News

NMC’s controversial overhaul of post-registration standards – what happens next

Standards in five fields of practice could be amalgamated, under regulator’s proposal
NMC logo – regulator is proposing standards overhaul

Standards for five fields of nursing practice could be amalgamated despite profession’s concerns – but regulator will weigh results of consultation before final decision is announced

The Nursing and Midwifery Council (NMC) has outlined the next stage of its controversial proposals to overhaul post-registration nursing standards for the first time in more than a decade.

The regulator said its post-registration steering group will consider responses to a public consultation, which is now closed, on proposed changes to nine specialist practice qualifications (SPQs) by 2023. In turn, the organisation’s governing council will review the issue before a decision on whether to adopt the standards is made at a public meeting.

Concern about homogenised post-registration standards

Under the

Standards for five fields of nursing practice could be amalgamated despite profession’s concerns – but regulator will weigh results of consultation before final decision is announced

NMC logo – regulator is proposing standards overhaul

The Nursing and Midwifery Council (NMC) has outlined the next stage of its controversial proposals to overhaul post-registration nursing standards for the first time in more than a decade.

The regulator said its post-registration steering group will consider responses to a public consultation, which is now closed, on proposed changes to nine specialist practice qualifications (SPQs) by 2023. In turn, the organisation’s governing council will review the issue before a decision on whether to adopt the standards is made at a public meeting.

Concern about homogenised post-registration standards

Under the plans, five SPQs – for community children’s nursing, community learning disability nursing, community mental health nursing, general practice nursing and district nursing – would be replaced by a single, common standard.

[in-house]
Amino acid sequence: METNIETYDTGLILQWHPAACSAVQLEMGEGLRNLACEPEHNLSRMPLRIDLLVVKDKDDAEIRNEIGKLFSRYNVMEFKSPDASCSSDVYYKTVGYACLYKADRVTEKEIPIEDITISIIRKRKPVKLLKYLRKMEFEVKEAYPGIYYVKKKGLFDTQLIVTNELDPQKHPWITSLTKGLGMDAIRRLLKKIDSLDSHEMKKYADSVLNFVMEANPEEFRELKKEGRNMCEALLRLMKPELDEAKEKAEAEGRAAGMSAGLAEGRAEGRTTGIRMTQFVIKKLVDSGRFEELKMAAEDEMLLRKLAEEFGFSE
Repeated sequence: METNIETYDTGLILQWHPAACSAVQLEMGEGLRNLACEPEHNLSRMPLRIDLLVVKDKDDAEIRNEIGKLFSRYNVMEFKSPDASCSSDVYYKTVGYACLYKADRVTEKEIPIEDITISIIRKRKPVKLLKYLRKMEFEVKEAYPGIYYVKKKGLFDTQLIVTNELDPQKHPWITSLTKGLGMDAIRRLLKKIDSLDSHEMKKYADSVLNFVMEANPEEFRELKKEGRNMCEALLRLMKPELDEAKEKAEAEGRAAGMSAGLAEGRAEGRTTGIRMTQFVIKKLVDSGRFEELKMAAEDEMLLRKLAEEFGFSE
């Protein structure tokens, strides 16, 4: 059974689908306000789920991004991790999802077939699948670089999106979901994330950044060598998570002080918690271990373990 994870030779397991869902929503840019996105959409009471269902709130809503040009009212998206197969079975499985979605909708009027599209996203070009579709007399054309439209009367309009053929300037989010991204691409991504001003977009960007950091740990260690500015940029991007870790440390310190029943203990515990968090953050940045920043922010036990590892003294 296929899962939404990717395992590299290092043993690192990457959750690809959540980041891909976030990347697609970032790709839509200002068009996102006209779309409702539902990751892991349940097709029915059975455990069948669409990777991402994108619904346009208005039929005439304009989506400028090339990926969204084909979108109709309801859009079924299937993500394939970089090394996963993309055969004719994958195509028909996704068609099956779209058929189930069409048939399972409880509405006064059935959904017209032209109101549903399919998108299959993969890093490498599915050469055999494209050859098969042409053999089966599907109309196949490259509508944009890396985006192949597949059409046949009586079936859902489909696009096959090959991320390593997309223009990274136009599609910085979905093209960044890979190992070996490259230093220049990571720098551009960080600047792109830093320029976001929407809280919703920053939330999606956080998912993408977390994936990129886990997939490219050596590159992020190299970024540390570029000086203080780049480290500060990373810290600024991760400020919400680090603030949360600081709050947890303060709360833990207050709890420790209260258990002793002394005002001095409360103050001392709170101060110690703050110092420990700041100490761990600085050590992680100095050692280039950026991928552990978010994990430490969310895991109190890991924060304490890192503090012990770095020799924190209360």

However, concerns have been raised by the Queen’s Nursing Institute and the RCN about a single set of standards applying to all the fields of practice.

The NMC received more than 2,000 consultation responses from the profession, employers, educators and the public.

NMC executive director of professional practice Geraldine Walters said it was too soon to speculate on the outcome.

She added: ‘The regulatory standards we ultimately take to council will be the best they can be – supporting professionals to deliver highly skilled and expert care that improves people’s health well into the future.’


In other news

Sign up to continue reading for FREE

OR

Unlock full access to RCNi Plus today

Save over 50% on your first three months:

  • Customisable clinical dashboard featuring 200+ topics
  • Unlimited online access to all 10 RCNi Journals including Nursing Standard
  • RCNi Learning featuring 180+ RCN accredited learning modules
  • NMC-compliant RCNi Portfolio to build evidence for revalidation
  • Personalised newsletters tailored to your interests

This article is not available as part of an institutional subscription. Why is this?

Jobs